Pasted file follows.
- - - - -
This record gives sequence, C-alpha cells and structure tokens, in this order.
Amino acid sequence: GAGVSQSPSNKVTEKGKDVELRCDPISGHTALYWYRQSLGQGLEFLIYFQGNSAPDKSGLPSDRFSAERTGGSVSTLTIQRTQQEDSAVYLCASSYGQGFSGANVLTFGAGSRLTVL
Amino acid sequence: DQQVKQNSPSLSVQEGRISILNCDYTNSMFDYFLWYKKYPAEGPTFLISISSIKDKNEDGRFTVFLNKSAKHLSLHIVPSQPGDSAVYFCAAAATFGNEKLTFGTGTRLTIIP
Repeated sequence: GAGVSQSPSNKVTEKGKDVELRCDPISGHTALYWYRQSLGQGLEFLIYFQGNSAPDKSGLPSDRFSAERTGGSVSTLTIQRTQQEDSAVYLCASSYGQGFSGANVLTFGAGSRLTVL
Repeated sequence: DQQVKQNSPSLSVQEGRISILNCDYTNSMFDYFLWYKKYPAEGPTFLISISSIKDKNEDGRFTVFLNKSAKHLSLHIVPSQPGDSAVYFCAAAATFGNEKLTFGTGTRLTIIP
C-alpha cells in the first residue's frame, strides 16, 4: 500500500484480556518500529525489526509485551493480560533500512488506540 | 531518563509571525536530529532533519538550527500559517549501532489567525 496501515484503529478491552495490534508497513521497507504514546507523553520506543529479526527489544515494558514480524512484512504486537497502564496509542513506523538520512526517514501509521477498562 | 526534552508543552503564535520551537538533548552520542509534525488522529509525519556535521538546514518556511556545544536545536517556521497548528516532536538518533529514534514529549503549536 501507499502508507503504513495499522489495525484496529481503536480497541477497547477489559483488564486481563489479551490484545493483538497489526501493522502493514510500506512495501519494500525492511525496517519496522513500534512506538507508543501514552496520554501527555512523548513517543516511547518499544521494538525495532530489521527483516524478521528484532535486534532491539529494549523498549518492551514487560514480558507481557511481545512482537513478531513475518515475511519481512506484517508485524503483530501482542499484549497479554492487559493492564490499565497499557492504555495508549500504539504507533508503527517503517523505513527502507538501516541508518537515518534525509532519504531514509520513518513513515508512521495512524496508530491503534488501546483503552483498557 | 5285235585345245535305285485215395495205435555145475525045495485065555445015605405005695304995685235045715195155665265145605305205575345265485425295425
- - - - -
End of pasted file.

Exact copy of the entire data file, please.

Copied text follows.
This record gives sequence, C-alpha cells and structure tokens, in this order.
Amino acid sequence: GAGVSQSPSNKVTEKGKDVELRCDPISGHTALYWYRQSLGQGLEFLIYFQGNSAPDKSGLPSDRFSAERTGGSVSTLTIQRTQQEDSAVYLCASSYGQGFSGANVLTFGAGSRLTVL
Amino acid sequence: DQQVKQNSPSLSVQEGRISILNCDYTNSMFDYFLWYKKYPAEGPTFLISISSIKDKNEDGRFTVFLNKSAKHLSLHIVPSQPGDSAVYFCAAAATFGNEKLTFGTGTRLTIIP
Repeated sequence: GAGVSQSPSNKVTEKGKDVELRCDPISGHTALYWYRQSLGQGLEFLIYFQGNSAPDKSGLPSDRFSAERTGGSVSTLTIQRTQQEDSAVYLCASSYGQGFSGANVLTFGAGSRLTVL
Repeated sequence: DQQVKQNSPSLSVQEGRISILNCDYTNSMFDYFLWYKKYPAEGPTFLISISSIKDKNEDGRFTVFLNKSAKHLSLHIVPSQPGDSAVYFCAAAATFGNEKLTFGTGTRLTIIP
C-alpha cells in the first residue's frame, strides 16, 4: 500500500484480556518500529525489526509485551493480560533500512488506540 | 531518563509571525536530529532533519538550527500559517549501532489567525 496501515484503529478491552495490534508497513521497507504514546507523553520506543529479526527489544515494558514480524512484512504486537497502564496509542513506523538520512526517514501509521477498562 | 526534552508543552503564535520551537538533548552520542509534525488522529509525519556535521538546514518556511556545544536545536517556521497548528516532536538518533529514534514529549503549536 501507499502508507503504513495499522489495525484496529481503536480497541477497547477489559483488564486481563489479551490484545493483538497489526501493522502493514510500506512495501519494500525492511525496517519496522513500534512506538507508543501514552496520554501527555512523548513517543516511547518499544521494538525495532530489521527483516524478521528484532535486534532491539529494549523498549518492551514487560514480558507481557511481545512482537513478531513475518515475511519481512506484517508485524503483530501482542499484549497479554492487559493492564490499565497499557492504555495508549500504539504507533508503527517503517523505513527502507538501516541508518537515518534525509532519504531514509520513518513513515508512521495512524496508530491503534488501546483503552483498557 | 5285235585345245535305285485215395495205435555145475525045495485065555445015605405005695304995685235045715195155665265145605305205575345265485425295425